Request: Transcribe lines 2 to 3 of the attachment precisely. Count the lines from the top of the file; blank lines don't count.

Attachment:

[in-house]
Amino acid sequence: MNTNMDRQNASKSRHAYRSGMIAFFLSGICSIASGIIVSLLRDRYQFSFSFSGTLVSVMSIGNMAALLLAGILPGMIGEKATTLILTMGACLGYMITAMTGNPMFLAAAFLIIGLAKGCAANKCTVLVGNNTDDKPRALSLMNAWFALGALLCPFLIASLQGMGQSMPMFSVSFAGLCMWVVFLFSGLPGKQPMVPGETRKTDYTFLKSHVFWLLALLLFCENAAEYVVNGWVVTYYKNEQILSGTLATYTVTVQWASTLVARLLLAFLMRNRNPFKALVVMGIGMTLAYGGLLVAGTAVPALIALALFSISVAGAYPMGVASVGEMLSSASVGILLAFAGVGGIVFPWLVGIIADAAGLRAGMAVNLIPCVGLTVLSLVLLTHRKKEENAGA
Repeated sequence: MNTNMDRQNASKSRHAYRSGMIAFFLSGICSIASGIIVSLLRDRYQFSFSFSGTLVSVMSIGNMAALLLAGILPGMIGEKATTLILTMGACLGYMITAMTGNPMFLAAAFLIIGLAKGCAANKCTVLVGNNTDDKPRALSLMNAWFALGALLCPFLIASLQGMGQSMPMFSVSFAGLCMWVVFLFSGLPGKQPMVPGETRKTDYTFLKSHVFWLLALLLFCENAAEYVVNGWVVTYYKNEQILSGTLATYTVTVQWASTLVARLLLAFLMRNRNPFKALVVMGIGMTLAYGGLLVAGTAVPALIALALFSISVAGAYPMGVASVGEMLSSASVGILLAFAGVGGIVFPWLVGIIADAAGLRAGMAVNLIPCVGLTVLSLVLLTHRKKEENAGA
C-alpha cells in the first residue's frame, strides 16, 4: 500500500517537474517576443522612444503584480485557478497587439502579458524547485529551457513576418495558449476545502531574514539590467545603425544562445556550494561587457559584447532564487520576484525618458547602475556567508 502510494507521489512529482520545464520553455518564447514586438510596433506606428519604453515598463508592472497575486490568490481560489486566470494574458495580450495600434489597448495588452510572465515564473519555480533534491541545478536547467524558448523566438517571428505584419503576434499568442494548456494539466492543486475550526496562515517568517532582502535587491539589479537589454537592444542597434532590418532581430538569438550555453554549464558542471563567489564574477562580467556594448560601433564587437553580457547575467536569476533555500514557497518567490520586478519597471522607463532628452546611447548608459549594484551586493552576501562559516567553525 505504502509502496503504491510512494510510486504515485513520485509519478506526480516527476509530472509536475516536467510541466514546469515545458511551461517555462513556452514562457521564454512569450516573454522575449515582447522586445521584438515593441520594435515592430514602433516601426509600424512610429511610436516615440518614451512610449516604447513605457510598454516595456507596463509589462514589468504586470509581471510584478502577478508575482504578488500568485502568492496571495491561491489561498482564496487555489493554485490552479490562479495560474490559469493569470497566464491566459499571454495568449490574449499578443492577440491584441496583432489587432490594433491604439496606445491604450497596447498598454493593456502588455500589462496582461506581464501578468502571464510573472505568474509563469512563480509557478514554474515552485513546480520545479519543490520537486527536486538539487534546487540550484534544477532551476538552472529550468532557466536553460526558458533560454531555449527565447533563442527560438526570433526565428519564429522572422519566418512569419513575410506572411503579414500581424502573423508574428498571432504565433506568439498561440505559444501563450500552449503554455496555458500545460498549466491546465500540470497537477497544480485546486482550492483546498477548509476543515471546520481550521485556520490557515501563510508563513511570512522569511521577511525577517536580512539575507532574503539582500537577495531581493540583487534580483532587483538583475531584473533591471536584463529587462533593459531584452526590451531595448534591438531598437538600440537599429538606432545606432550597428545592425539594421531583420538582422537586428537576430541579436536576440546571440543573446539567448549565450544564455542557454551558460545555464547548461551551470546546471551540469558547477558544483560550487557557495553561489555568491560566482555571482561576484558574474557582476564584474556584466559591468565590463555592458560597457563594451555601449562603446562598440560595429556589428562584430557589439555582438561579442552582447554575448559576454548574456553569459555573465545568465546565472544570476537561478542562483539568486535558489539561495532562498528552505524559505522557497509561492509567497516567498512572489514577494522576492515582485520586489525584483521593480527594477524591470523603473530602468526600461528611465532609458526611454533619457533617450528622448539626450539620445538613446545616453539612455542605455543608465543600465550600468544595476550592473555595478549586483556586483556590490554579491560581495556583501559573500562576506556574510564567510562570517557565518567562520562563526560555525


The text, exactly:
Amino acid sequence: MNTNMDRQNASKSRHAYRSGMIAFFLSGICSIASGIIVSLLRDRYQFSFSFSGTLVSVMSIGNMAALLLAGILPGMIGEKATTLILTMGACLGYMITAMTGNPMFLAAAFLIIGLAKGCAANKCTVLVGNNTDDKPRALSLMNAWFALGALLCPFLIASLQGMGQSMPMFSVSFAGLCMWVVFLFSGLPGKQPMVPGETRKTDYTFLKSHVFWLLALLLFCENAAEYVVNGWVVTYYKNEQILSGTLATYTVTVQWASTLVARLLLAFLMRNRNPFKALVVMGIGMTLAYGGLLVAGTAVPALIALALFSISVAGAYPMGVASVGEMLSSASVGILLAFAGVGGIVFPWLVGIIADAAGLRAGMAVNLIPCVGLTVLSLVLLTHRKKEENAGA
Repeated sequence: MNTNMDRQNASKSRHAYRSGMIAFFLSGICSIASGIIVSLLRDRYQFSFSFSGTLVSVMSIGNMAALLLAGILPGMIGEKATTLILTMGACLGYMITAMTGNPMFLAAAFLIIGLAKGCAANKCTVLVGNNTDDKPRALSLMNAWFALGALLCPFLIASLQGMGQSMPMFSVSFAGLCMWVVFLFSGLPGKQPMVPGETRKTDYTFLKSHVFWLLALLLFCENAAEYVVNGWVVTYYKNEQILSGTLATYTVTVQWASTLVARLLLAFLMRNRNPFKALVVMGIGMTLAYGGLLVAGTAVPALIALALFSISVAGAYPMGVASVGEMLSSASVGILLAFAGVGGIVFPWLVGIIADAAGLRAGMAVNLIPCVGLTVLSLVLLTHRKKEENAGA